This is the first summer I’ve had since my very first summer on the tenure track that I haven’t been a WPA. That first summer, I had a faculty research grant that has since been extended to all first-year faculty in order to jump-start their research. I can’t say that I gained specific publications from that first summer’s work, but I learned a lot about structuring a book and how to write a prospectus,both useful skills.

The next three summers were fraught with the busyness of administering a fairly large (100+ sections) composition program. I intended to write, I did write, but there is definitely a reason that our Director of Composition is a 12-month position. “Closing the deal” on the many projects I had was tough to do, with the exception of the anthology, Composing Ourselves, which was needed for the composition program.

This summer was different. I had two semesters of not-being the comp director in order to get up to speed and voila! Projects are finally getting done. This summer’s scorecard: 1 book delivered next week (MCR 2009), 1 book supposedly out in July (I’m a chapter author–didn’t happen), 1 book prospectus sent to fresh publisher (rhet/comp edited collection), 1 web article accepted, 1 print article completed and out next week in MCR 2009; and 1 invited book review posted here on Techsophist. Those are the outcomes.

New projects initiated: A slot in a co-authored book currently under contract; lead editor for MCR 2010 (link to call for submissions); convert rejected multi-authored print article to single-authored web article; reshape discarded girls’ studies article manuscript into modified-web version for a more general (but still college-educated) audience;  upcoming special issue of Computers and Composition Online on Open Source; and certainly not least, rework poetry manuscript to include best of 33 new poems. I’m still disappointed that my poetry manuscript didn’t get revised this time, but think that I can work it in before my next first-book contest deadline of September 30. Except for that, I finished what had to be finished and can now do my course preps for  fall.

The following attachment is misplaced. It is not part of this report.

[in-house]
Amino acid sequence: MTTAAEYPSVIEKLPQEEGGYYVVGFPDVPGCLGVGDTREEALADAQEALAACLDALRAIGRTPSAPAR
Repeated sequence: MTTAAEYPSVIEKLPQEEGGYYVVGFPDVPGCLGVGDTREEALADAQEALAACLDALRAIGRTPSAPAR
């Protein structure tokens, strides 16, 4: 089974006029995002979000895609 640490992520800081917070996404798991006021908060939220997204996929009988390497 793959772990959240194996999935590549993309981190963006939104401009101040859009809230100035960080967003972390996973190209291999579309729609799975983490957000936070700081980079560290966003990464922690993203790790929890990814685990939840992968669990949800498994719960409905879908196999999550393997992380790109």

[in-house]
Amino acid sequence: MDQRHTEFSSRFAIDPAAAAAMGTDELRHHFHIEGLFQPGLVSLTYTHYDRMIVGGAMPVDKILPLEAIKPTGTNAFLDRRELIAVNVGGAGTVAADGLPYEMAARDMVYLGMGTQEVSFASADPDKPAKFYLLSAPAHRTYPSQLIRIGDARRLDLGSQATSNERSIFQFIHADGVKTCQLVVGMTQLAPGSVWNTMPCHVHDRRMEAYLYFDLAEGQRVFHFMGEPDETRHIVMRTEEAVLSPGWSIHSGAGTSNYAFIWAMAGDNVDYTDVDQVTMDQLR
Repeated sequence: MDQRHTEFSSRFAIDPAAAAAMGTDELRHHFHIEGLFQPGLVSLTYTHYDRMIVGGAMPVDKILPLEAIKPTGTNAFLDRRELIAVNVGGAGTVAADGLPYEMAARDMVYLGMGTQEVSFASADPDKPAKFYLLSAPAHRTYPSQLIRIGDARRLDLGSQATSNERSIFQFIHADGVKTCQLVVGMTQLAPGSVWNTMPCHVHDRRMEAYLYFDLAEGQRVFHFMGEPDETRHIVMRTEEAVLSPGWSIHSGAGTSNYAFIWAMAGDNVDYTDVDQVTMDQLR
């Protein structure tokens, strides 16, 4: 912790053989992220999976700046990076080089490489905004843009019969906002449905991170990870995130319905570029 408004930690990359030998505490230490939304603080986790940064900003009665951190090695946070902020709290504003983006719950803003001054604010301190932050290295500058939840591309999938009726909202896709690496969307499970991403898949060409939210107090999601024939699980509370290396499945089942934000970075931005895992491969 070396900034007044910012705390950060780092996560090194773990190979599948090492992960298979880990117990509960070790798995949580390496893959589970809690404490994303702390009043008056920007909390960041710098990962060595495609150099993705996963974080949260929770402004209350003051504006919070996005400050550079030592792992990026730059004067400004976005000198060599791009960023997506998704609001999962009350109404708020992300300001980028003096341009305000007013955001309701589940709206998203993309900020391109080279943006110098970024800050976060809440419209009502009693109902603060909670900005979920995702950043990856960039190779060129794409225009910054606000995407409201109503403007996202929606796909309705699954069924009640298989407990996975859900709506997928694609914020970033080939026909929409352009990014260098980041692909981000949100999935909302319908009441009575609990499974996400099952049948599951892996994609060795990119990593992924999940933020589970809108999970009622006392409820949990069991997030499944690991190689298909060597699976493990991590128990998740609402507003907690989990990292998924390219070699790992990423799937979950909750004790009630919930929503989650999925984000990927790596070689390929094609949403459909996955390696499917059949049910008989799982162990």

Why am I quantifying things like this? In order to help me see, in the dark days that sometimes come, that I did accomplish something. I’m also doing this in order to reflect about how this was done; that way I can refine practices that were effective and toss out ones that failed.

My methodology was simple. I listed my to-dos in chunks and research/teaching/service categories  using Apigo’s Todo for iPhone. My meetings for projects with co-authors and co-editors and other appointments were managed with iCal, which is pushed to my iPhone. That was the easy part. The harder part was following through by getting up at 5:00 or 6:00 AM five to six days a week until things were done. At a couple of points that meant going back to writing to music, and Blip-fm was a big help there. I also gave myself accountability by using Twitter to self-admit writing goals. The support from other academics on Twitter helped beyond measure. So, despite the techy accoutrements, it added up to using a prioritized list, telling others my goals, accepting support/encouragement, and setting a schedule and sticking to it. I don’t know about you, but none of that is new. The hard part, as always, is doing it. Wanting to do it is a tremendous help, and I think the missing ingredient for many brilliant GTD (getting things done) schemes. If you don’t want to do it, you just don’t want to do it and pretty new planners or software won’t change your mind.

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